I read the post S12 (post noidea) essay (http://www.paulgraham.com/startupideas.html) as a (if unacknowledged) reaction of someone trying to understand and elucidate why ideas are actually very important (going against the common refrain that 'execution' is all that matters) after having recently seen poor ideas get by a selective process.
Ever run into an n^2 algorithm?
But it was certainly an interesting experiment to see if there are people who accept that they have the skillset to build a company but not have the idea part figured out.
Although requiring them to come up with an idea could be a good ability test, even if it isn't what they end up building. Because a large number of companies end up doing something different that turns out to be successful.
ala "getting to plan b" (or the abused "pivoting") http://www.amazon.com/Getting-Plan-Breaking-Through-Business...
I still view YC's willingness to experiment in an extremely positive light. It's why YC is the innovator, and everyone else (500, techstars etc) are just imitators. That being said, I think "no idea" was a bad idea, for YC as investors and advisors, for the following reasons:
1. It created teams that had not actually worked together for a significant length of time on an idea that all founders believed in. In other words, "teams" which were not actually "teams", but rather a set of individuals with strong credentials.
2. Some of the most important psychological benefits of going through YC, particularly the artificial pressure of Demo Day, have a paradoxical effect on "no idea" teams. The experience of watching good startups grow literally before your eyes at weekly dinners is inspiring, but not particularly conducive to coming up with your own idea. For me at least, it created an almost existential angst.
3. Without an idea, a shared revolutionary vision of the future, there is nothing binding a team together. Each time an idea "failed" there was an intense feeling of loss and personal failure, particularly (as mentioned above) when you see the "idea" teams progressing week on week. That emotional baggage can rip apart formerly great friends .. it did in our case.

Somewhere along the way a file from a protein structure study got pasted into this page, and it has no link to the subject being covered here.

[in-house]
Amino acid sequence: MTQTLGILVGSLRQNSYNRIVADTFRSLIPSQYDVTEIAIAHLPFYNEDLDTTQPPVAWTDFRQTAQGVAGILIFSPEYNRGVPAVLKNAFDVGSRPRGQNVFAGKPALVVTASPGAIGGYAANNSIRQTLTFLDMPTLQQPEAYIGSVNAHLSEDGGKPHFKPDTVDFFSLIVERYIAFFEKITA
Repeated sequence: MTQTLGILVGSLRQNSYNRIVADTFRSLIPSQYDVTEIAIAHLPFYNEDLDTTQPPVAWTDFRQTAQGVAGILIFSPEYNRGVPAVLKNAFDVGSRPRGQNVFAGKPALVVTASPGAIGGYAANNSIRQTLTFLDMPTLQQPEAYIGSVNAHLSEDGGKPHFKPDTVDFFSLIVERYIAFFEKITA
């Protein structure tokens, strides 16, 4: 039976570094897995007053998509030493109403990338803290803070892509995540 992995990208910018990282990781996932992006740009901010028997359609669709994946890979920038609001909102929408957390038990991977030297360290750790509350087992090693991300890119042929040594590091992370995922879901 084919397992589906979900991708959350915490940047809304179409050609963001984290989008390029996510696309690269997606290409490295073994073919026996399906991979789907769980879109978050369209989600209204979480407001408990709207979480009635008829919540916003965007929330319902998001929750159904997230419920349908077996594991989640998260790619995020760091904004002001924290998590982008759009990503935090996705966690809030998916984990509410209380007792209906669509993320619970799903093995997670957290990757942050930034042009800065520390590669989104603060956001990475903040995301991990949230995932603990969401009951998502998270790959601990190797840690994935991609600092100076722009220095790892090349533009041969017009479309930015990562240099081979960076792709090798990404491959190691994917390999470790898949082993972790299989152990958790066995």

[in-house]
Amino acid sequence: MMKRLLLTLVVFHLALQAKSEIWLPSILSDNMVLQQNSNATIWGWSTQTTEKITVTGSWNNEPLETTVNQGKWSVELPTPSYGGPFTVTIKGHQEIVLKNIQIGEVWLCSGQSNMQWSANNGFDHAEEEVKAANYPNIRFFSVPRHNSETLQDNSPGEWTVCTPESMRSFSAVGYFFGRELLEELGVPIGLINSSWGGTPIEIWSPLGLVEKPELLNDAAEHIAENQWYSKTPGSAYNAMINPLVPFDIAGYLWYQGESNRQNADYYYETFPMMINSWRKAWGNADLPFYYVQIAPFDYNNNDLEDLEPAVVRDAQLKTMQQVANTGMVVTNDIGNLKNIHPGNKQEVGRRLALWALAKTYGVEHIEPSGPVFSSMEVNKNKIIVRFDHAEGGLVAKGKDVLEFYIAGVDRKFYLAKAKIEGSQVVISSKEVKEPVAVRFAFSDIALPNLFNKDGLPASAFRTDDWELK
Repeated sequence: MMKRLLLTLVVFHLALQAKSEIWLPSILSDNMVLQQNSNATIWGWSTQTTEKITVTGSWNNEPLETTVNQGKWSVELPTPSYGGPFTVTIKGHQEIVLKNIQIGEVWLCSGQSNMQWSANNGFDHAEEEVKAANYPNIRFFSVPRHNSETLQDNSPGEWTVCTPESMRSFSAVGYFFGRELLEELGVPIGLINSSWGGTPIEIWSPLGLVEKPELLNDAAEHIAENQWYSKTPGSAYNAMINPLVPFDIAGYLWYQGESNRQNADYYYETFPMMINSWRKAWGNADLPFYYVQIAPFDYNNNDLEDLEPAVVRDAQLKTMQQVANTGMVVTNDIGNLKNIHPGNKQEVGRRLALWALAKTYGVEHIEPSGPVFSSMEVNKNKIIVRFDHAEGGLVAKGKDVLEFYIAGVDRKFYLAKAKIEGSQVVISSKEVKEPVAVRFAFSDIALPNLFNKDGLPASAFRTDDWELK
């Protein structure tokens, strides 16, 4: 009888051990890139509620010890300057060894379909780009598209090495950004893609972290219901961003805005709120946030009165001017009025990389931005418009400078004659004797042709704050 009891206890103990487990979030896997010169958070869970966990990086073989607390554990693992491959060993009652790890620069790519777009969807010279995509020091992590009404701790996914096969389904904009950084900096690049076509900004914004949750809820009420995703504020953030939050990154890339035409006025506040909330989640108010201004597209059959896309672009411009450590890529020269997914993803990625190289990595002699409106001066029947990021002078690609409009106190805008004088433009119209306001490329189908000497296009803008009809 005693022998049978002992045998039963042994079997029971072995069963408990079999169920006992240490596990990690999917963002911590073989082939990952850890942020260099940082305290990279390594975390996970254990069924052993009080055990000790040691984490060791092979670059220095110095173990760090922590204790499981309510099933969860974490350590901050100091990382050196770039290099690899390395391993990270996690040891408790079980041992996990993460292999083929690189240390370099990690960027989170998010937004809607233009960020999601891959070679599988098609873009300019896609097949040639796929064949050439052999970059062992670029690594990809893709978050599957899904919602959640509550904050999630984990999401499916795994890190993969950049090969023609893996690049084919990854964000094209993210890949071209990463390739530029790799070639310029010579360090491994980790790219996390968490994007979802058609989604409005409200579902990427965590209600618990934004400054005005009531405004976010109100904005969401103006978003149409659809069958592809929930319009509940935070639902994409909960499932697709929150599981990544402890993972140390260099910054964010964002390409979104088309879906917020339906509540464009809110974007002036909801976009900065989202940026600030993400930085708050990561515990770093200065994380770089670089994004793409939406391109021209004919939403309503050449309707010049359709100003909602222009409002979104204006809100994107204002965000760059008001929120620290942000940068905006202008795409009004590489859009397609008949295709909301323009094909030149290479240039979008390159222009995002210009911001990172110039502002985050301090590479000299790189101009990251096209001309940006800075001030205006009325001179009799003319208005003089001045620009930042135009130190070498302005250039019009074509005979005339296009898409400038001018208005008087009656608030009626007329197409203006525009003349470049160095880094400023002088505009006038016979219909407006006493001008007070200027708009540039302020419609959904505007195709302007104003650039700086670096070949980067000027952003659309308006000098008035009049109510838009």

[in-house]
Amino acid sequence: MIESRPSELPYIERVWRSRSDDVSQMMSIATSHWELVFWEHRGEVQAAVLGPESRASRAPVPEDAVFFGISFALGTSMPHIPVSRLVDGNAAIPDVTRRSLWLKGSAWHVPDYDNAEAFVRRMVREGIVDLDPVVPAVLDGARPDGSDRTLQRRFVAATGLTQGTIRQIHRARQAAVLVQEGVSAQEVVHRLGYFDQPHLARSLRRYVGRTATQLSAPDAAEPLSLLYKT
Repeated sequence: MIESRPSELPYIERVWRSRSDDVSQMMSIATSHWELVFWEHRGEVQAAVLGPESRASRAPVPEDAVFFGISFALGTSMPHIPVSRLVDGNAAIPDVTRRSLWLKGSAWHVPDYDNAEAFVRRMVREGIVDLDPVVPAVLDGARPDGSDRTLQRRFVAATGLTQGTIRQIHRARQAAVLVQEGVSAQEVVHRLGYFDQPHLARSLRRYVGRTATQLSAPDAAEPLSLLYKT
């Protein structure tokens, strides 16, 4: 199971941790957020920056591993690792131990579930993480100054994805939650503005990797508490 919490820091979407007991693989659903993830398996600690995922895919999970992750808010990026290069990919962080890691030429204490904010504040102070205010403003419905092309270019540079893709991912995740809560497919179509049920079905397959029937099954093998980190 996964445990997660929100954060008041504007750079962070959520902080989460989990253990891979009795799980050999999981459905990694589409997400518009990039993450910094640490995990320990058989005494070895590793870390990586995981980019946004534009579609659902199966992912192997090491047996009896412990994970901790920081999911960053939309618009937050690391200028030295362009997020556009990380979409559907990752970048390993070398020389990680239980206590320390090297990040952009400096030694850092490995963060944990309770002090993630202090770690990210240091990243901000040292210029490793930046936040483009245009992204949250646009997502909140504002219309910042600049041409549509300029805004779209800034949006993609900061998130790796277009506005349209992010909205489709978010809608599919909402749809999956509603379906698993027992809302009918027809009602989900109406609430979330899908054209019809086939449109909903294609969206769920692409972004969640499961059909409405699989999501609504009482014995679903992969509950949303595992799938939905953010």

Given that, s12 was not a disaster. For one, many s12 teams are doing brilliantly, and I wouldn't be surprised if there are more than a few black swans amongst my batchmates. But more importantly, it wasn't a failure in the same sense that Edison's first 9,999 light bulbs (that didn't work) were not failures.
For me personally, "no idea" was a great idea, as I learned more from my YC experience than can be quantified. While I'd never take funding again without an idea (or a working product or service) as it causes unnecessary and often contradictory pressure, my understanding of how to succeed in startups is orders of magnitude greater than it would have been without YC, and for that I will be eternally grateful.
Of course by disaster I meant just relative to other classes, with a much higher amount of team splits/zombies in such a short period, which seemed predictable. Most startups don't work out, that's expected, but the stage was weighed for things not to work out in re: the startup itself and the friendships involved. Who knows, perhaps you and your friends, with a shared, good idea would have done great in w13, having the right context to build upon where you were at. I know of other teams who were extremely frustrated that something they've dreamed about, Demo Day, turn into something to dread and the quite painfully choosing to give up on the whole endeavor whatever the high personal costs (not necessarily wrongly).
One of the best things about pg's essay was the core message to entrepreneurs that a good startup idea requires not a pressure cooker atmosphere to come up with an 'idea' but the natural space in which you notice a problem that can be solved. It's the starting point, not something that can be tacked on later like the noidea concept would suggest.
Wrt to my own team, we would not have done great in w13 .. it turned out that we were not a "team", we didn't work well together and had vastly, irreconcilably, different views. Some people just aren't meant to work together, and I'm glad to have learned this sooner rather than later. I now know what to look for in co-founders, and that's not a meager knowledge.